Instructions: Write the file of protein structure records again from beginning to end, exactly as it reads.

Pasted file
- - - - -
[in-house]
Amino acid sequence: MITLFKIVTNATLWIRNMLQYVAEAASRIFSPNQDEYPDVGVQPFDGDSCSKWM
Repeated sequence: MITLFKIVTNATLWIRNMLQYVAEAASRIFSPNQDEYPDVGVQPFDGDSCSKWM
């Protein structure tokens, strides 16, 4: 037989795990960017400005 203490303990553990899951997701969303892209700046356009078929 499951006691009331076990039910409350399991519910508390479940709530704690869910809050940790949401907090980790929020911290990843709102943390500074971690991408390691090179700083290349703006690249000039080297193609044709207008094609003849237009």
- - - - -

[in-house]
Amino acid sequence: MITLFKIVTNATLWIRNMLQYVAEAASRIFSPNQDEYPDVGVQPFDGDSCSKWM
Repeated sequence: MITLFKIVTNATLWIRNMLQYVAEAASRIFSPNQDEYPDVGVQPFDGDSCSKWM
């Protein structure tokens, strides 16, 4: 037989795990960017400005 203490303990553990899951997701969303892209700046356009078929 499951006691009331076990039910409350399991519910508390479940709530704690869910809050940790949401907090980790929020911290990843709102943390500074971690991408390691090179700083290349703006690249000039080297193609044709207008094609003849237009």